Music

Night Moves on the Differences Between Labels and Doing It Yourself

Music

Night Moves on the Differences Between Labels and Doing It Yourself

+

At the intersection of a particularly enjoyable acid trip and a particularly exceptional episode of Soul Train you’ll find Minneapolis-based band Night Moves. We’ll resist the urge to over analyze, but somehow these fellows have managed to balance past and present just so, to create a sound that is simultaneously nostalgic and modern. After releasing their album Colored Emotions online, free of charge, the big-wigs over at Domino offered them a record deal and a big fancy studio to give their record a face-lift (same old same, just a little tighter). The result is an album we’re unabashedly obsessed with, in any time period. We caught up with these genre-bending masterminds to chat referencing the past, big time record deals and, inevitably, Bob Seger.

People like to throw a lot of genres out there when describing your sound (indie, folk, psychedelic etc. etc. etc.) How would you describe your sound?
We are influenced by a lot of R&B and soul, country, and pop music. Some weird mixture of those genres. I think just mixing those can give it a psychedelic vibe but I don’t think it’s too psychedelic. We like to use the description “the Spinners on acid”

How were you introduced to your ’60s and ’70s influences? Which artists in particular are you drawn to?
We grew up with our parents listening to Neil Young and Bob Dylan and those artists connected with us. Later on we got more into Todd Rundgren and Curtis Mayfield. It was really cool to see Todd Rundgren on Midnight Special, and David Bowie or Elton John on Soul Train and I think we were drawn towards musicians like that who were pop artists that could make good soul/glam songs. Other artists we were drawn to would be Fleetwood Mac, ELO, Rolling Stones, and The Ronettes.

You initially gave Colored Emotions away for free on your Bandcamp site. What ultimately led you to that decision considering you probably spent a lot of time and money recording the album independently?
We were a brand new band that didn’t have any following so we sort of knew we weren’t going to be able to sell a ton of copies. We also didn’t have the funds to print CDs or press vinyl. We were just proud of the way it turned out and were excited to give it away and let people hear it. Our goal has never been to make tons of money.

I read you re-recorded Colored Emotions once you got signed to Domino. What was that experience like?
The record wasn’t re-recorded once we signed with Domino, it was re-mixed, and only slightly. Some overdubs were added and one new track was completely recorded, which was the title track. Most of what was on our version is on the Domino version. It was a little weird getting flown to LA and recording with a bigger producer though. It felt very “big time” and was more professional and serious than what we are used to, so it was weird adjusting to that. Going from making home demos and recording in a tiny studio to some huge production. It was crazy for us but we all feel like we improved the record.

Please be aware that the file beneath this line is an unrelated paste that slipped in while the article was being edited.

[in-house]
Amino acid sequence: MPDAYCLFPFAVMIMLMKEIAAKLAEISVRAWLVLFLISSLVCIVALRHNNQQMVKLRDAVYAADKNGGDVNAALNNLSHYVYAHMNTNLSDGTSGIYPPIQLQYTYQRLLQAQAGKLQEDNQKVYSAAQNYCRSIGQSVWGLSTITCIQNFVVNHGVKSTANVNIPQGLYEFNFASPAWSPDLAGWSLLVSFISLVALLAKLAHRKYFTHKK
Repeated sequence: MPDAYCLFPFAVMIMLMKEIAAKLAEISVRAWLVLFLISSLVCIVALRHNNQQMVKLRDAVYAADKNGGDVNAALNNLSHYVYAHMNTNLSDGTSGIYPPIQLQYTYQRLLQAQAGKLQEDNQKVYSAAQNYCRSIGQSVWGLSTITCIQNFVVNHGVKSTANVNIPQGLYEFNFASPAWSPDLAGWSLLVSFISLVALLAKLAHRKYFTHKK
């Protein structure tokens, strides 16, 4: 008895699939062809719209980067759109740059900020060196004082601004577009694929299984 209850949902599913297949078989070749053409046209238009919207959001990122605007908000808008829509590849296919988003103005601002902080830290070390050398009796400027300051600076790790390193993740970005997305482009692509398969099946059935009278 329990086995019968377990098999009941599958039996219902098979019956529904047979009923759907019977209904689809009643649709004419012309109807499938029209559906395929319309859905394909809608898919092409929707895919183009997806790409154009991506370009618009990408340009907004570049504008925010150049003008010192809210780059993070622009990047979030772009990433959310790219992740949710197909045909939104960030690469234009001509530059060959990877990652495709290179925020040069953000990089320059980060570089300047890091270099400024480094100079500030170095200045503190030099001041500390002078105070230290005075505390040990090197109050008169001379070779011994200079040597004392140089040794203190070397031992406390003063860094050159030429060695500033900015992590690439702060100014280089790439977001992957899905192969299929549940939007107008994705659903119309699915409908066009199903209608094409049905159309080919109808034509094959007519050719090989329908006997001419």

What are the major discrepancies between the original and the Domino version?
I think the mastering is what makes the two versions stand apart from each other. The first version was more washed out and lo-fi. Muddy, murky, and dirty you could say. The Domino version is clean and more distinguishable.

Micky and Mark, you were members of The Flying Dorito Brothers. What was that all about?
It all started because we thought the name was funny and we love the Flying Burrito Brothers (We cover their songs). It seems like country bands are always associated with an older crowd, you don’t see a lot of younger kids playing country oldies in bars. So we sort of thought it would be weird and fun if we did the cover band and played with our friends’ bands. It’s always a party, we stay true to the spirit of Gram Parsons and the shows usually include a lot of debauchery. I think it was cool to bring that genre to a scene that wasn’t aware of that genre of music.

What’s the music scene like in Minneapolis?
Cold and wet. There’s a lot of scenes that are really different but everyone seems to support everyone. So many of the bands we play with here are friends that we hang out with all the time and that creates a really cool atmosphere. There’s also a lot of really good house shows and DIY venues. There’s literally good music to see on any night of the week.

I’ve heard you guys have had a couple mishaps with drinking a little too excessively before shows. What’s the most catastrophic thing that has ever happened onstage?
We use beats when we play and one time I accidentally played the album version of the songs instead of just the drum beats and blew out some speakers. Nothing too catastrophic though, just messing up a lot.

Are you sick of being asked about Bob Seger yet?
Yeah, fuck the name. We already changed it to Cream Sleeve.